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Bolivian Authorities Arrest Opposition Governor

Bolivian troops have arrested an opposition governor accused of leading attacks that killed at least 15 government supporters. In Miami, VOA's Brian Wagner reports that unrest in Bolivia has prompted U.S. officials to withdraw aid workers from the country.

Bolivian military officials say Governor Leopoldo Fernandez was taken into custody without incident and placed on an airplane for La Paz. The nation's top prosecutor says he plans to charge Fernandez and other opposition leaders with genocide for allegedly organizing the attack that killed at least 15 people last week. Scores of others have been reported missing in the rural area along the Brazilian border.

President Evo Morales declared martial law in Pando province and deployed troops to the region following a series of violent clashes. Opposition members seized government buildings in Pando and three other provinces to protest a constitutional reform plan.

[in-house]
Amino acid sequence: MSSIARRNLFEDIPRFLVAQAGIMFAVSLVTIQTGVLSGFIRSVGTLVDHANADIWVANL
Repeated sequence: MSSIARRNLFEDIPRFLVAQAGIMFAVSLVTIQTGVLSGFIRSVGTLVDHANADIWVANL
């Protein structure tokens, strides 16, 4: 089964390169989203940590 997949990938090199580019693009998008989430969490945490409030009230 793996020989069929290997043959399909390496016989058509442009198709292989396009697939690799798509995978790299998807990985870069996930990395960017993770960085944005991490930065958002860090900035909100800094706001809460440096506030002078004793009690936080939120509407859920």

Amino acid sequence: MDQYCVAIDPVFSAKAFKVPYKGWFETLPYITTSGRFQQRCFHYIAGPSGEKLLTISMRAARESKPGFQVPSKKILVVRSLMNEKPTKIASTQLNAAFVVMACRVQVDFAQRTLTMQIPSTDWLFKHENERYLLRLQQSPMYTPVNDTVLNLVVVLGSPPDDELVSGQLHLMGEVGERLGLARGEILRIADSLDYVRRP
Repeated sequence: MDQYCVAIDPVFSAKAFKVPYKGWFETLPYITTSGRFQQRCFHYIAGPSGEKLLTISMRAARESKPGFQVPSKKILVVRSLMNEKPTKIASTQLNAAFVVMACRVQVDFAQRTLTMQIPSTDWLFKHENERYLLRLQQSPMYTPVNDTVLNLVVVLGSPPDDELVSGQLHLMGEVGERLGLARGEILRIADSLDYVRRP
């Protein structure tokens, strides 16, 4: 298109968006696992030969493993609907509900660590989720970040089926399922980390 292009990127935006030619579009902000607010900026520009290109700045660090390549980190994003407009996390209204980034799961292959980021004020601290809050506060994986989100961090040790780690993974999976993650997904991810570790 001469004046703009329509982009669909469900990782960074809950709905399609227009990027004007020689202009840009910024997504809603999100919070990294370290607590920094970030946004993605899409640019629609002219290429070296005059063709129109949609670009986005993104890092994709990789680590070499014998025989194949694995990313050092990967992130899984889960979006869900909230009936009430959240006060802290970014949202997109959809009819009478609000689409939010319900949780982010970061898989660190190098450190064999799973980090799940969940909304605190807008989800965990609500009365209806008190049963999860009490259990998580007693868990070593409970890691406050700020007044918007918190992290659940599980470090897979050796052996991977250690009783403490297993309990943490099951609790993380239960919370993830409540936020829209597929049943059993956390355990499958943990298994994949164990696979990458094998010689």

Mr. Morales says the federal intervention in Pando is aimed at restoring order to the area. He called the governor's arrest legal under the constitution, and said the armed forces are completing their duties in the region.

Meanwhile, the president met with other opposition leaders in an effort to resolve the dispute over his plans to hold a referendum on a new constitution.

In response to the latest unrest in eastern Bolivia, the United States has withdrawn about 130 Peace Corps volunteers and placed them in Peru. Officials say U.S.-backed anti-drug efforts in rural Bolivia also have been interrupted.

U.S. State Department Spokesman Sean McCormack says violent demonstrations have raised concerns about all U.S. staff in Bolivia.

"Any sort of harm that would come to any of our personnel would imperil the ability over the long term for us to have the kind of programs that we have there right now," he said. "So the common thread is security."

Last week, President Morales expelled the U.S. ambassador, accusing him of siding with opposition leaders in the country. In response, U.S. officials ordered Bolivia's ambassador in Washington to leave the country.